1. It doesn’t just happen to the “weird” kids. All it takes is someone with a chip on their shoulder finding someone else to take their issues out on. It isn’t just being different. Sometimes it can merely be a power trip. How they justify that is varied.
2. There is no singular advice that “fixes” bullying and no perfect way to go about it. Bullies are different shapes and sizes and personality types with very different backgrounds. What works with one might not with another. as a parent, you need to go with instinct and what you think will help your child feel safest.
3. There are options, but you have to be ready for the consequences of non-action vs. action vs. reaction. Give your child comfort and understanding. You know your child, help them know they are safe with you and that you want to help them be safe at school.
4. Teachers and faculty have to jump through a lot of hoops to resolve a situation and no one wants to label a child a “Bully.”
5. Labels are big no-nos now for both the bullied and the bully. You’ll have better luck not using words like “Picked on” or “Bullied” or “Tormented.” Instead when discussing the problem with both children and faculty, just explain the situation and ask questions. Calmly explain how you feel and listen to what they say, even if you don’t like it.
6. DOCUMENT. Bullying is hard to prove. Every scratch, scrape, and bruise you know is coming from a bully, document. Schools need “proof” now. Once you know there is a problem, record the time, place and situation, every time your child comes home crying or upset at name calling or being excluded, etc. Write down names of witnesses or if things happen at a certain time or place.
7. Communicate about what you want to do to help, and how it will happen with the victim. Give them options. Ask them if they want you to do that. You need their cooperation to get help. i.e. if you talk to school administration and want action and they see your child playing with the bully at recess like there isn’t a problem. Or they interview your child and your child says it wasn’t a big deal and they just want to go. It’s hard to work with.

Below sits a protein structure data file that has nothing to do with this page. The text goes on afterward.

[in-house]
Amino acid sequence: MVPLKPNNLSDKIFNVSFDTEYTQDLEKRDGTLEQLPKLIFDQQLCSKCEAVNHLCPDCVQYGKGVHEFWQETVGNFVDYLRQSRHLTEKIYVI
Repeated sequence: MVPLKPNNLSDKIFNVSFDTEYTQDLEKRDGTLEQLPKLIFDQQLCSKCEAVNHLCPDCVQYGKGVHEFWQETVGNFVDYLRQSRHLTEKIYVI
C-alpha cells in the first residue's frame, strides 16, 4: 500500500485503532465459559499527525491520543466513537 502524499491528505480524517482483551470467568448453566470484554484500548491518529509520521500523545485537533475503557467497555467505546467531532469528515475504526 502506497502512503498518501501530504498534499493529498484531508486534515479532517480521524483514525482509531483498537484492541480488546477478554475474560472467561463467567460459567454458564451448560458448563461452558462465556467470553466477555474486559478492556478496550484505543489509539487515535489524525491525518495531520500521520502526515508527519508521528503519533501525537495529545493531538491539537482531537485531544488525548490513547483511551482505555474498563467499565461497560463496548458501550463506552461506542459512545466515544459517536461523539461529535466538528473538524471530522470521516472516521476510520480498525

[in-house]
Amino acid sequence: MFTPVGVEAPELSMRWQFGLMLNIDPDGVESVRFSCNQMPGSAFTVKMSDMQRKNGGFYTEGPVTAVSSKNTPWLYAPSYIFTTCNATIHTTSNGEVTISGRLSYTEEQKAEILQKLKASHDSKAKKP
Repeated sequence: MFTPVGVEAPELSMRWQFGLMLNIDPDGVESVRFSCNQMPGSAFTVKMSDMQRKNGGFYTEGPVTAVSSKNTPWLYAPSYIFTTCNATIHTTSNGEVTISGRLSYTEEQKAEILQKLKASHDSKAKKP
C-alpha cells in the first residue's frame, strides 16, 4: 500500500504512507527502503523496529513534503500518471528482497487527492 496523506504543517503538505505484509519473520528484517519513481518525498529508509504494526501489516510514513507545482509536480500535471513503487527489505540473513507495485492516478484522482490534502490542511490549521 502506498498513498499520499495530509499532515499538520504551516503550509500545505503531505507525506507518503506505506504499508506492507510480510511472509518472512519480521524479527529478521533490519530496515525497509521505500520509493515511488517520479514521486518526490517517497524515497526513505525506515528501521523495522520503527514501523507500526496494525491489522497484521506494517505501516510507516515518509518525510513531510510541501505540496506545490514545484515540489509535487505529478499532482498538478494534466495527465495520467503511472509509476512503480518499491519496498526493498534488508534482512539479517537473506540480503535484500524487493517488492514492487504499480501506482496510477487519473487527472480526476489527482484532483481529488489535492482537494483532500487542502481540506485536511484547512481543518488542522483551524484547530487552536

8. Policies and legislation are different everywhere. So are the definitions of bullying. Do your homework and make sure your particular issue goes along with those guidelines the school has and DOCUMENT to support your claims. USE THE RIGHT CHAIN OF COMMAND.
9. While trying to make sense of the situation, a lot of victims start rationalizing how they deserve this treatment. Listen to your child. Make sure you don’t imply that they have a reason to be bullied, but ask if they think there is. Those thoughts can be dangerous. It will help your child in the long run, to know where their mind is. Remind them that everyone has worth and a right to be safe and free of harm and ridicule.
10. Get advice. There is a horrible issue today about keeping quiet about these things. You don’t want your child to fight the battle alone, and there’s no reason for you to do so either. So many people have dealt with this that can give you expert advice and even those who offer extreme suggestions can be learned from.
- Mom Makes Bully Daughter Wear Ugly Clothes as Punishment (newsfixnow.com)
- Zero Tolerance… (embracingthemadness.wordpress.com)
- Bully Forced to Wear Thrift Store Dress as Punishment (ktla.com)
- Random – Stop Bullying! (girlinsneakers.wordpress.com)